Acids have H+ and donate them, they have the smaller numbers 0-6.9, they turn litmus red, and have sour tastes.
Bases have OH- and want H+ to make water, they have Bigger numbers, they have a pH between 7.1 and 14, they turn litmus Blue, and they taste Bitter.
If you mix an acid and a base together, then there is a neutralization reaction. A neutralization reaction is also a double replacement reaction. In neutralization, the acid and base combine to form a water and a salt. The water and the salt are neutral (hence the name).
pH measures the concentration or molarity of H (Hydrogen ions) in a solution. That's why the H is capitalized.
pH + pOH = 14. So if you have the pH, it is easy to get the pOH... just subtract from 14. There are some fun interactives for acids and bases linked at the bottom of this webpage. Check out the Alien Juice Bar.
Today we discussed matter. Everything in the universe is made up of matter. Matter can be classified as substances of mixtures. A substance is pure and is either made up of elements, the simplest form of matter found on the periodic table, or compounds - two or more atoms chemically combined that can be represented with a formula (ie. H2O).
A mixture is two or more things (substances or anything really) in the same place at the same time. Salt water is a tricky one because we know we can write a formula for salt (NaCl) and water (H2O), but it is a mixture because when mixed in solution, these compounds do not combine.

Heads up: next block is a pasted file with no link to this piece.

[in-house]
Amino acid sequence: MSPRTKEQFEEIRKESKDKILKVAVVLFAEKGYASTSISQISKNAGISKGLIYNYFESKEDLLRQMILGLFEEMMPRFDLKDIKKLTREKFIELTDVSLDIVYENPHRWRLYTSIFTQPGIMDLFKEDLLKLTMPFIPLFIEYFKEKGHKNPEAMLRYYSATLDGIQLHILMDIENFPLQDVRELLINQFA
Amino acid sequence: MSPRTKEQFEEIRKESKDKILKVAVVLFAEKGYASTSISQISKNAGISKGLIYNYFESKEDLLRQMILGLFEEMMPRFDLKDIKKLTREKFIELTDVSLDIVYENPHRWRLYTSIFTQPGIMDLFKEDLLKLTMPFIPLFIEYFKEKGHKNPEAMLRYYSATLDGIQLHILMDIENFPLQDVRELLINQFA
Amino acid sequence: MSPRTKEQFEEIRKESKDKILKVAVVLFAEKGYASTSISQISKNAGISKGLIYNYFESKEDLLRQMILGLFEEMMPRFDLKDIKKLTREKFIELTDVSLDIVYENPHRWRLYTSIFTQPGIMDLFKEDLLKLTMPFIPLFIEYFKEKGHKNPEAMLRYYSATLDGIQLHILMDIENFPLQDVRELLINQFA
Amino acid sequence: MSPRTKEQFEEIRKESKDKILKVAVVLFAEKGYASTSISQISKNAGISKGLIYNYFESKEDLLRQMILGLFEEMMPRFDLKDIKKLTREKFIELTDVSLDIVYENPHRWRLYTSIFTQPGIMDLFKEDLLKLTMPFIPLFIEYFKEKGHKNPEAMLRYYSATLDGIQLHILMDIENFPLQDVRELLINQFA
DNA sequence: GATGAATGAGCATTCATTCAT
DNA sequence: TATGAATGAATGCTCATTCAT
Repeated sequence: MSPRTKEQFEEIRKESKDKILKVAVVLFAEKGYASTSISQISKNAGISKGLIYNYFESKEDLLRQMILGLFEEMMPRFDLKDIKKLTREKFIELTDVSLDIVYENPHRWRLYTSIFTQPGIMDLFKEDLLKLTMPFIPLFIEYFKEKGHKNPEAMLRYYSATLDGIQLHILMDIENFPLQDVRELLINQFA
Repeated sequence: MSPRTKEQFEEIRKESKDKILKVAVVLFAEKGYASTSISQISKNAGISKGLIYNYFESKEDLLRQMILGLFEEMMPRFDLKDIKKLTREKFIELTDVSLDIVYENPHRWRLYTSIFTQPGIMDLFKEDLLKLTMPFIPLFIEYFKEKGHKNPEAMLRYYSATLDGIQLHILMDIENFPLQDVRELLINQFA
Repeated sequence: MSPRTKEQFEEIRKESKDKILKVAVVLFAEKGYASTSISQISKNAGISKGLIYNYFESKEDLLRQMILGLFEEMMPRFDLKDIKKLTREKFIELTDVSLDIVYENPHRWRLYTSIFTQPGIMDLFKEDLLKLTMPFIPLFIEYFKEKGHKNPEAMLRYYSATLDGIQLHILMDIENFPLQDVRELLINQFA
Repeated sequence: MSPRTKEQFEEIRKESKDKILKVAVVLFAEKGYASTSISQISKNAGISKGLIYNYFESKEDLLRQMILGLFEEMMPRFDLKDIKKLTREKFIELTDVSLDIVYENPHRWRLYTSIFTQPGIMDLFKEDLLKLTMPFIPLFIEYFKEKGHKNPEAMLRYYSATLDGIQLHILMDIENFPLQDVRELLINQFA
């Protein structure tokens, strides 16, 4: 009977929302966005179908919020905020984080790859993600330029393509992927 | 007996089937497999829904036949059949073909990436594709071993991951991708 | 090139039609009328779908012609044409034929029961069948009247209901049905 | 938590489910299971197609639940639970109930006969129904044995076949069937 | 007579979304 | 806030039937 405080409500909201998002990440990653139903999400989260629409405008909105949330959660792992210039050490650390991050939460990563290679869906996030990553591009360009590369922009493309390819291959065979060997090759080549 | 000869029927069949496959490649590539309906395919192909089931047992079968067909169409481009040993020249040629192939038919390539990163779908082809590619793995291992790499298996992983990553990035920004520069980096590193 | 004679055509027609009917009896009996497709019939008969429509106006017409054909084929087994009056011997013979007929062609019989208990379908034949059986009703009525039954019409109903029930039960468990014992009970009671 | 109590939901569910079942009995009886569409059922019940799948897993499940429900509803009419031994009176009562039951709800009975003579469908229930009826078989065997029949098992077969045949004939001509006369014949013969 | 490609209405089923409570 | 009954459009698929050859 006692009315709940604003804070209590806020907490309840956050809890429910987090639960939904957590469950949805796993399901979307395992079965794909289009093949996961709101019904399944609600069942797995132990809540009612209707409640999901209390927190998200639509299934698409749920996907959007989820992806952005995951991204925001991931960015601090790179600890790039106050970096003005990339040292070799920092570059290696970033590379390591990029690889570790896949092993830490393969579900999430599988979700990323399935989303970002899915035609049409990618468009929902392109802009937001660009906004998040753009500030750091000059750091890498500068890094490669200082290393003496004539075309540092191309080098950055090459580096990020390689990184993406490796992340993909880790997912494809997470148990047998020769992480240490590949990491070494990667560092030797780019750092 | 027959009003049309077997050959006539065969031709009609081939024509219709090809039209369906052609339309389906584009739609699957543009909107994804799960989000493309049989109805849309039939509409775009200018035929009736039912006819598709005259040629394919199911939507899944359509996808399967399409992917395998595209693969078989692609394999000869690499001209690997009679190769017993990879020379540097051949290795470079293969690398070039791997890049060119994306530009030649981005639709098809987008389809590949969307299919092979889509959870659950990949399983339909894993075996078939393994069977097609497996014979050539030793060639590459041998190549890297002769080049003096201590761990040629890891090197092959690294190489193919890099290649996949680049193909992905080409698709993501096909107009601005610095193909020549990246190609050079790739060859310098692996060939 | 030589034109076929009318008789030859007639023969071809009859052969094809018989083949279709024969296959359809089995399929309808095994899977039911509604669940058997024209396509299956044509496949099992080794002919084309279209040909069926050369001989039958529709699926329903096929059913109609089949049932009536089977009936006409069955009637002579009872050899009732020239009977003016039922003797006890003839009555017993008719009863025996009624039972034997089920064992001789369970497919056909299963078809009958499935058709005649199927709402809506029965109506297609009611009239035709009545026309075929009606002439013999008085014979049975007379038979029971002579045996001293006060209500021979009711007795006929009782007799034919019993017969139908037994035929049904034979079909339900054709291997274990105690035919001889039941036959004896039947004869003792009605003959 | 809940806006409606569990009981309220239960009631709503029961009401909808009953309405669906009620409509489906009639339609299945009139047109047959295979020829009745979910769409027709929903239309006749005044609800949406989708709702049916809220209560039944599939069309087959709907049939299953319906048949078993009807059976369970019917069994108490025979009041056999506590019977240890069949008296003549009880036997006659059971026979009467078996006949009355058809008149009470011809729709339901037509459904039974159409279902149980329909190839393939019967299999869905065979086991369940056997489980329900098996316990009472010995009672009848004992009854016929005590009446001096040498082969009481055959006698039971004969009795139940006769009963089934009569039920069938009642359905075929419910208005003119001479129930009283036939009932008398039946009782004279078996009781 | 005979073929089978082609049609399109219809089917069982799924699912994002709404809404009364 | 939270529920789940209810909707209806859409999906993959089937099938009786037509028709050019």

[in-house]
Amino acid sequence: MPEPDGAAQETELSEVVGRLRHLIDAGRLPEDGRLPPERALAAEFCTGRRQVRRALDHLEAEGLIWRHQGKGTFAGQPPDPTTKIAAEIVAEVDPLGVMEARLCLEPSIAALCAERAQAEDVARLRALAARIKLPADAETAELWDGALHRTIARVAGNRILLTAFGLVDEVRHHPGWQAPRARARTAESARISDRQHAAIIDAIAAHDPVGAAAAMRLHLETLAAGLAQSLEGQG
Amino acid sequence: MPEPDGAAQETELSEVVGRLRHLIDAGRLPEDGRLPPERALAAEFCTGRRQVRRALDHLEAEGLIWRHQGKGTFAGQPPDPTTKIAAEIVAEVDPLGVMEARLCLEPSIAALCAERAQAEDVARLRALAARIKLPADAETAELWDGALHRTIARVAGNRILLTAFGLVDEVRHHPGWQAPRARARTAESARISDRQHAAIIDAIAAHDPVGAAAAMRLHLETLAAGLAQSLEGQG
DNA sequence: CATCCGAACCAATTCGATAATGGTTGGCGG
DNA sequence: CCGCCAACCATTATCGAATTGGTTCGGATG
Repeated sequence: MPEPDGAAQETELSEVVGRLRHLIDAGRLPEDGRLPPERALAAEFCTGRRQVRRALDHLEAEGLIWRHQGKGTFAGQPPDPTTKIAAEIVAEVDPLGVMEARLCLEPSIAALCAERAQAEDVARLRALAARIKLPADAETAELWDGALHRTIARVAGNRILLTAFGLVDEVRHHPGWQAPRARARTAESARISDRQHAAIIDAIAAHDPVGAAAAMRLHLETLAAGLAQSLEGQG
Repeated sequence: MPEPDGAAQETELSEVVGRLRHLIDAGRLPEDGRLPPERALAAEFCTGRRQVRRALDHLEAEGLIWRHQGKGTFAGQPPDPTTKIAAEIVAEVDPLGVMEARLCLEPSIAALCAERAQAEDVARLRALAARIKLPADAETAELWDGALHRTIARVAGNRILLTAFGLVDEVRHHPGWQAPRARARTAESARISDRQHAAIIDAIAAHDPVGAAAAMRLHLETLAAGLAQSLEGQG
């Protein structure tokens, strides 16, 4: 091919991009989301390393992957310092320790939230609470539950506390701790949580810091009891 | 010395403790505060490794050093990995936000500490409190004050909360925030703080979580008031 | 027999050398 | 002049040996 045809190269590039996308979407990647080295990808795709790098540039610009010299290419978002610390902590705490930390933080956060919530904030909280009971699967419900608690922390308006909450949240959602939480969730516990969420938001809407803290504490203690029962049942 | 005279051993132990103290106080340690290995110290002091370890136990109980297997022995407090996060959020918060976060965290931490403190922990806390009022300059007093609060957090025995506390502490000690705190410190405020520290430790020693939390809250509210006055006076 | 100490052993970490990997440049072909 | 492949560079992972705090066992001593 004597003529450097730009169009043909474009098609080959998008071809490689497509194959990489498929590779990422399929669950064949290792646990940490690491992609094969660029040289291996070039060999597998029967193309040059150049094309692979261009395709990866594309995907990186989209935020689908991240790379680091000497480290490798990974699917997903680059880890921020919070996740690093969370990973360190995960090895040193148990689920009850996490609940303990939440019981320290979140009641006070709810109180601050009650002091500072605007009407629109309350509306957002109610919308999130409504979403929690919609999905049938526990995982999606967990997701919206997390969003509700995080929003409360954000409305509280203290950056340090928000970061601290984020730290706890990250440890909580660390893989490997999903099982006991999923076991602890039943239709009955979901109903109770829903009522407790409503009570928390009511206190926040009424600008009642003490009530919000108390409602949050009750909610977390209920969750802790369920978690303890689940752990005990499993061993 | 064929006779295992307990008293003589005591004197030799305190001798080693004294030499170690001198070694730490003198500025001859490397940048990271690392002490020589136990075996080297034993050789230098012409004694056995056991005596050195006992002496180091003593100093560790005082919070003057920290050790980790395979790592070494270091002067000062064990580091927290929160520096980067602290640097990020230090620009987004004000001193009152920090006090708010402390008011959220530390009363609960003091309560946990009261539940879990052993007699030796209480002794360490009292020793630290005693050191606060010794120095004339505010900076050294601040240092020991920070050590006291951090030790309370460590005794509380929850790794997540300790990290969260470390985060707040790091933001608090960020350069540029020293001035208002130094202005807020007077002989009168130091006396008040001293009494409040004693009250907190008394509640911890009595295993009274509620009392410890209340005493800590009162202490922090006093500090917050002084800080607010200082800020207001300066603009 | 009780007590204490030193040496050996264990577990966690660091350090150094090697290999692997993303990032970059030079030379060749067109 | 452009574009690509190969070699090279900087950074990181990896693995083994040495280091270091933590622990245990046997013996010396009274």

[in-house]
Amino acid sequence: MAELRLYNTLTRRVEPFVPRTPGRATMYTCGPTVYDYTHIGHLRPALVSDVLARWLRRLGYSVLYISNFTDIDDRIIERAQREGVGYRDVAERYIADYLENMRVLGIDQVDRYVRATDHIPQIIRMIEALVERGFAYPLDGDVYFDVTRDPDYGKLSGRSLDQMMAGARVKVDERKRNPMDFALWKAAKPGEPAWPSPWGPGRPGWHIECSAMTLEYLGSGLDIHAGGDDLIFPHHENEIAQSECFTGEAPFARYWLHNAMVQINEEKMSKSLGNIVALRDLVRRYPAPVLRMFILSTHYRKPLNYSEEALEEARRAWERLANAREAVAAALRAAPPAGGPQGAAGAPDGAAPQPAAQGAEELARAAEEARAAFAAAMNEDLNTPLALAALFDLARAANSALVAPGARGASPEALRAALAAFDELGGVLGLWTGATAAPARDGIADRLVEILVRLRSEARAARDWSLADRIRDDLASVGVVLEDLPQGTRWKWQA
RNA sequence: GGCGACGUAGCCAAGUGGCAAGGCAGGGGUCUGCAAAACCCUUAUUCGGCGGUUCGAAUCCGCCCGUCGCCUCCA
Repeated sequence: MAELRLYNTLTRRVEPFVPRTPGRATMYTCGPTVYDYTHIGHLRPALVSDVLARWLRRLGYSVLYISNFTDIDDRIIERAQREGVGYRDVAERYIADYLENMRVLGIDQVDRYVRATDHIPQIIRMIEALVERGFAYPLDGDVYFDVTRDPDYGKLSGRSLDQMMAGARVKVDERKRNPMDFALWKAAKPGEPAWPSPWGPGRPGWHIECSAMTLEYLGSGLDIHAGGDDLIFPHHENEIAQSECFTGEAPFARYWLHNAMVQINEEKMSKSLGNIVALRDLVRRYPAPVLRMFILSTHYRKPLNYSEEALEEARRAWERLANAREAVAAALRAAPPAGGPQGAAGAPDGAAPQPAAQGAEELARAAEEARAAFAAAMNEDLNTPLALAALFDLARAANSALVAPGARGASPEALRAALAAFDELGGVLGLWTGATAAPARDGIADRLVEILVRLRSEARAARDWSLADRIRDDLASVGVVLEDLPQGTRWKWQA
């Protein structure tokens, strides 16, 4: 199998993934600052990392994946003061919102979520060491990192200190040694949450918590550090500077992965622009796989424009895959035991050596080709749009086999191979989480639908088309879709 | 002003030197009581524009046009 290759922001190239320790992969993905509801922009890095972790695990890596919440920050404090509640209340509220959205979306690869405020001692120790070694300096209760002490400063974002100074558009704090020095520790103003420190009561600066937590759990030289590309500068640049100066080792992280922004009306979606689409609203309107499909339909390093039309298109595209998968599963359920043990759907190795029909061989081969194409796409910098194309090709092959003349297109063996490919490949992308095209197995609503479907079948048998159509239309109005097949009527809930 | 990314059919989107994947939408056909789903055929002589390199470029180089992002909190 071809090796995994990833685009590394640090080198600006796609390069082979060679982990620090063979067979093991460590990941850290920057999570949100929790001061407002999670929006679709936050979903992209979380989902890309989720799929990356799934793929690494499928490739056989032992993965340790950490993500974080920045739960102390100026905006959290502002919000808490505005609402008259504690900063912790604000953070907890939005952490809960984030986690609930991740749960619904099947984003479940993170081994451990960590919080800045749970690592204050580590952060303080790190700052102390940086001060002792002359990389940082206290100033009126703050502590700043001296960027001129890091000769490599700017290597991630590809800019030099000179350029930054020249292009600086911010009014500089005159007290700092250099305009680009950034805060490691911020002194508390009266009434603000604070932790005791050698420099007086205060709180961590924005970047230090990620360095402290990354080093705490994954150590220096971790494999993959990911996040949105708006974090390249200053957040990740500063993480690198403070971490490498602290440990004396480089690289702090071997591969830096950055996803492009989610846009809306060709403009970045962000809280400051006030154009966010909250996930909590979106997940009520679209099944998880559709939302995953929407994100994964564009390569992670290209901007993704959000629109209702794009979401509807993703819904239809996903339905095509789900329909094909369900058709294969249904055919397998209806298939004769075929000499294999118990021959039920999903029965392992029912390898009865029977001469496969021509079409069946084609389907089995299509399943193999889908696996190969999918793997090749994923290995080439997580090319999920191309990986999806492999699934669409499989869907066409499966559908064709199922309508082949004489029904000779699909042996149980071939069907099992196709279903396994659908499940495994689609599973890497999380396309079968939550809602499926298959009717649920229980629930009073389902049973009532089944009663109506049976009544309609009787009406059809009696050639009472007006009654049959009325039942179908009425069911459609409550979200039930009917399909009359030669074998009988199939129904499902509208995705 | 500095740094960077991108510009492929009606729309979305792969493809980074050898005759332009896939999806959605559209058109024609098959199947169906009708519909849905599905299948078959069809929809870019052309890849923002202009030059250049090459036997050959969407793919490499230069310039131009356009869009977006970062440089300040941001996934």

Mixtures can be heterogeneous of homogeneous based on how the solute is spread through the mixture. Heterogeneous mixtures are not mixed evenly and each sample could be different - like salad, chocolate chip cookie dough ice cream, air, and soil. Homogeneous mixtures are the same throughout like creamy peanutbutter, vanilla ice cream, pure air, sugar, and kool-aid.
One important thing we discussed today was the Law of Conservation of Matter proposed by Lavoisier. Basically matter cannot be created or destroyed... it is conserved or recycled or moved somewhere else, but it cannot magically appear or disappear!
Heat capacity is the amount of energy needed to raise a substance 1*C. Heat capacities depend on the amount of the liquid and how it is contained.
Specific heat is the amount of heat needed to raise 1 gram of a substance 1*C. Specific heat is measured using a formula with J/gC. (Apparently that now stands for Jancaitis gone crazy instead of Joules per grams Celsius.)
We re-learned endo and exothermic reactions.We discussed them in the reaction unit, but are revisiting the topic because now we are also going to be calculating heat changes and specific heat values.
Endothermic reactions absorb heat and get warmer (End Up).
Exothermic reactions lose or release heat and get colder (Exit down).